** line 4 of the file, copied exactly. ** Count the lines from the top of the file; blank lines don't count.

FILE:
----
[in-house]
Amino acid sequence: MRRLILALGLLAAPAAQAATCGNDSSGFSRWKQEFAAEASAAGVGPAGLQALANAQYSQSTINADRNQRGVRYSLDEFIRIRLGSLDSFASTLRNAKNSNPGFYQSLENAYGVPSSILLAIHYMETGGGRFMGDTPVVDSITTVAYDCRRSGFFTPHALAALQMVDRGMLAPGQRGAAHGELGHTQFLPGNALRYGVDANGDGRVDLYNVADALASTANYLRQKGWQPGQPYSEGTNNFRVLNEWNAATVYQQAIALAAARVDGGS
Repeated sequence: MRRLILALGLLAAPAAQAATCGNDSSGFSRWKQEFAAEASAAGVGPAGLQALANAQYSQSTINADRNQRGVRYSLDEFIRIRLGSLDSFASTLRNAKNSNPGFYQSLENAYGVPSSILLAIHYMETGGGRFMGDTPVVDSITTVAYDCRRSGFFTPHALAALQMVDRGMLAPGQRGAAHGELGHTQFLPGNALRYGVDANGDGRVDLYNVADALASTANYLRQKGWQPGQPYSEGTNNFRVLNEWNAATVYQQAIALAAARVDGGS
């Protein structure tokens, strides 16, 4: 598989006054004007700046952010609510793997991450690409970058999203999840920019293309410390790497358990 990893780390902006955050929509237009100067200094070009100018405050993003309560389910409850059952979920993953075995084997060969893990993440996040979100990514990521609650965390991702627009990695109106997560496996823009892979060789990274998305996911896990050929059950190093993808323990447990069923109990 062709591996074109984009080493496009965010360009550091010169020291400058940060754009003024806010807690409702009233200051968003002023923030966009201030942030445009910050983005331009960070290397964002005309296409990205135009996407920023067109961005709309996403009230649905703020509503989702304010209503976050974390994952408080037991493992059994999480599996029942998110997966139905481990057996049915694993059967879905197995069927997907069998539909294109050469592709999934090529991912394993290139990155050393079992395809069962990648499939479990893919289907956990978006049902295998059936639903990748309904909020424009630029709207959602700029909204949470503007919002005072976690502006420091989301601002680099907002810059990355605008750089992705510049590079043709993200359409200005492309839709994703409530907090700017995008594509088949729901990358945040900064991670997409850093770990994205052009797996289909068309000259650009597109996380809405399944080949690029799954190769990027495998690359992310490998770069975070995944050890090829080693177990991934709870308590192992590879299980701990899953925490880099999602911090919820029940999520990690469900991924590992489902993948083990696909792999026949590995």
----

């Protein structure tokens, strides 16, 4: 598989006054004007700046952010609510793997991450690409970058999203999840920019293309410390790497358990 990893780390902006955050929509237009100067200094070009100018405050993003309560389910409850059952979920993953075995084997060969893990993440996040979100990514990521609650965390991702627009990695109106997560496996823009892979060789990274998305996911896990050929059950190093993808323990447990069923109990 062709591996074109984009080493496009965010360009550091010169020291400058940060754009003024806010807690409702009233200051968003002023923030966009201030942030445009910050983005331009960070290397964002005309296409990205135009996407920023067109961005709309996403009230649905703020509503989702304010209503976050974390994952408080037991493992059994999480599996029942998110997966139905481990057996049915694993059967879905197995069927997907069998539909294109050469592709999934090529991912394993290139990155050393079992395809069962990648499939479990893919289907956990978006049902295998059936639903990748309904909020424009630029709207959602700029909204949470503007919002005072976690502006420091989301601002680099907002810059990355605008750089992705510049590079043709993200359409200005492309839709994703409530907090700017995008594509088949729901990358945040900064991670997409850093770990994205052009797996289909068309000259650009597109996380809405399944080949690029799954190769990027495998690359992310490998770069975070995944050890090829080693177990991934709870308590192992590879299980701990899953925490880099999602911090919820029940999520990690469900991924590992489902993948083990696909792999026949590995």